Uruguay Football Association president Wilmar Valdez said it was a "mistake" to play the Copa America Centenario in the United States.
This summer's tournament, which marks the 100th anniversary of South America's championship, includes six teams from North and Central America and the Caribbean and is being hosted outside of the continent -- in the United States -- for the first time.
Valdez outlined his frustrations with the event after Copa America organisers in Glendale, Arizona's University of Phoenix Stadium mistakenly played the Chilean national anthem instead of that of Uruguay before his country's 3-1 loss to Mexico.
Goals from Rafa Marquez and Hector Herrera in the last five minutes stole the points for Mexico in front of 60,025 fans, with both teams ending the game with 10 players.
"CONMEBOL made a mistake by holding a tournament of this scope, a cup with some of the oldest national teams in the world and in South American football here in the United States," the CONMEBOL executive committee and FIFA executive council member told Uruguay radio Sport 890. "Here, yesterday [Sunday] it became obvious to me that this tournament is pretty much put together with Mexico in mind."
Valdez called the estimated 33 million Mexican Americans living in the United States "a big colony," and singled out the influence of Univision, who are the Copa America Spanish-language TV rights-holders.
- Sport 890 (@Sport890) June 6, 2016
"It pains me to say it and I take full responsibility as a member of the CONMEBOL executive committee," said Valdez, who was interim CONMEBOL president last year. "I think we made a mistake and that CONMEBOL made a mistake. This may be a great Copa from a marketing and 'show' standpoint, but for South American football, it is another thing."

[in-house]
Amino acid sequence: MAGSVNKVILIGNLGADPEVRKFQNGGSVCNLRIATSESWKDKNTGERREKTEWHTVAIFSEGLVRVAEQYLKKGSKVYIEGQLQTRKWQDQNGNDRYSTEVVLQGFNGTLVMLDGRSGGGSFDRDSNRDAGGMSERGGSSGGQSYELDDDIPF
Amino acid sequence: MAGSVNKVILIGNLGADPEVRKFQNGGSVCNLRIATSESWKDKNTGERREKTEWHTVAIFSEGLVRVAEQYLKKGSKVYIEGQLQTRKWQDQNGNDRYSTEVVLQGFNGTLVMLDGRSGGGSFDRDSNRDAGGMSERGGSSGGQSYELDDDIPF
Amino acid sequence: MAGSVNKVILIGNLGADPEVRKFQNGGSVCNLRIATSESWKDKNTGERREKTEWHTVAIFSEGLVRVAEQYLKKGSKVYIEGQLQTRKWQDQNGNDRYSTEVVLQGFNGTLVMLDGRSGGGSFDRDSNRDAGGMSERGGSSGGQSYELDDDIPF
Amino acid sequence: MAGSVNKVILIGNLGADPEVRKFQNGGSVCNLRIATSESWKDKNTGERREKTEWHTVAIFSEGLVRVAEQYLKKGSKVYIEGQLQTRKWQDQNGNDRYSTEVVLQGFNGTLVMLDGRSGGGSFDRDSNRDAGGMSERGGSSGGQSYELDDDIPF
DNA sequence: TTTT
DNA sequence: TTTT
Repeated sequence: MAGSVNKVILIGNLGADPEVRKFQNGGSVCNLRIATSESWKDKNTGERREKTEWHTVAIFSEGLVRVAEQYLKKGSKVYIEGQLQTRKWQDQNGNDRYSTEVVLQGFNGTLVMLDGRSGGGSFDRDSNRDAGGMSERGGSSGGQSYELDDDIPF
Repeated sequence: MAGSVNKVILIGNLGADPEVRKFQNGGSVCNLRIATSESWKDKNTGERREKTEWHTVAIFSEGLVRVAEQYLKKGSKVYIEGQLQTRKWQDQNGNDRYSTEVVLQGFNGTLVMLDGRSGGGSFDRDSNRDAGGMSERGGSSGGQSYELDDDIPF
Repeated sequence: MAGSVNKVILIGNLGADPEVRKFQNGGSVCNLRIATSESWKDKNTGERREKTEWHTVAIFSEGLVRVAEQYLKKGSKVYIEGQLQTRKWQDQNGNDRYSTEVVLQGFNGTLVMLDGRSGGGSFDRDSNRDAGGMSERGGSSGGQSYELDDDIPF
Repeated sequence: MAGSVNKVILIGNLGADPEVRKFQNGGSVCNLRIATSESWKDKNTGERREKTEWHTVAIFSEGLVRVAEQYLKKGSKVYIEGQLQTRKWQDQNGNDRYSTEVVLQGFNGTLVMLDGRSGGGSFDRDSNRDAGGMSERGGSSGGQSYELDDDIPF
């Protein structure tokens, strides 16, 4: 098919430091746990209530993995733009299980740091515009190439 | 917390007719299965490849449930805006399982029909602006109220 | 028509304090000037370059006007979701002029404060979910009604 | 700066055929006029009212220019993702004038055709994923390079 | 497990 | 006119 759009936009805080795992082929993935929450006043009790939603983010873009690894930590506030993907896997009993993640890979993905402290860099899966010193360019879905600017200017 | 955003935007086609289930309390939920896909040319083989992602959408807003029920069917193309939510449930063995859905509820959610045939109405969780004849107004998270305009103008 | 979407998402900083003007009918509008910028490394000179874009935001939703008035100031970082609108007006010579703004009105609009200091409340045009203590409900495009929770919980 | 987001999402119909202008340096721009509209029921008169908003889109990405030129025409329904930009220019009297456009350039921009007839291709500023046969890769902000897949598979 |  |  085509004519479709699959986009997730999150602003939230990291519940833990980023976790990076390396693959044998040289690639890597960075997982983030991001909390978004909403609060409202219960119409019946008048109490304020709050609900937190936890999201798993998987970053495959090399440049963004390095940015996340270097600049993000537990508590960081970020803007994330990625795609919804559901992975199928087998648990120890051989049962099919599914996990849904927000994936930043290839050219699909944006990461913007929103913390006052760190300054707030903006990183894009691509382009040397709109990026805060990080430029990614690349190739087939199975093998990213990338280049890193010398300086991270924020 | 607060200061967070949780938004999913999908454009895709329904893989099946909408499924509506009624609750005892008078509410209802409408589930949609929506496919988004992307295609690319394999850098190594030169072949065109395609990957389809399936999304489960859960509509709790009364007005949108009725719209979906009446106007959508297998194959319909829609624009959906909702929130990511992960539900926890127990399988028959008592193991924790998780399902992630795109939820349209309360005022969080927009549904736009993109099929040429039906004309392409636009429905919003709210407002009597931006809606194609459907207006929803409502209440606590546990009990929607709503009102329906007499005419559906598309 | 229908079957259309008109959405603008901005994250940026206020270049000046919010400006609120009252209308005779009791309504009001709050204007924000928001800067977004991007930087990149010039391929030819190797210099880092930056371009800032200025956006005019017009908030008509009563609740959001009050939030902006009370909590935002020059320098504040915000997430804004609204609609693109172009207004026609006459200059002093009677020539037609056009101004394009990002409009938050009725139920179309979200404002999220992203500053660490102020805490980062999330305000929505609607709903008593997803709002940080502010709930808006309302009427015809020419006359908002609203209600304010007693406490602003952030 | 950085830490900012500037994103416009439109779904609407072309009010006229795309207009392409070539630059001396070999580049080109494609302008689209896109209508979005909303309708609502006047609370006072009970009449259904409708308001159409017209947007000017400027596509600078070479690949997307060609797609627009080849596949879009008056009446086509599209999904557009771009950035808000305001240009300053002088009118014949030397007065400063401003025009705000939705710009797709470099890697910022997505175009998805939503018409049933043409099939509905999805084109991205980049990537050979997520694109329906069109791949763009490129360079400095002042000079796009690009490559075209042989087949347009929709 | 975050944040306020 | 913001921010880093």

- Selección Uruguaya (@Uruguay) June 7, 2016
Valdez called the United States "a country where they don't feel football" nor do they "live and breathe it" in the same way South Americans do. He said that "brings about problems."
Regarding the national anthem gaffe, Valdez said: "We [federation officials] really didn't get to watch the match because we were busy dealing with the organisers because we had to demand that they publicly apologise and we had to put a letter together. It was really a shame."
Event organisers later apologised for the mixup. Valdez also recounted that fans were spraying beer on other fans and said that at one point during the match, U.S. Soccer Federation president Sunil Gulati, with whom he was watching the match, had to warn him to move to avoid being sprayed.
Valdez said that Uruguay are optimistic about Thursday's match against Venezuela in a Group C that also includes Jamaica. The team arrived in Philadelphia on Monday night.
On Monday, U.S. manager Jurgen Klinsmann said he hoped that CONMEBOL and CONCACAF, the two regional governing bodies,would consider a permanent move for the Copa America to the United States.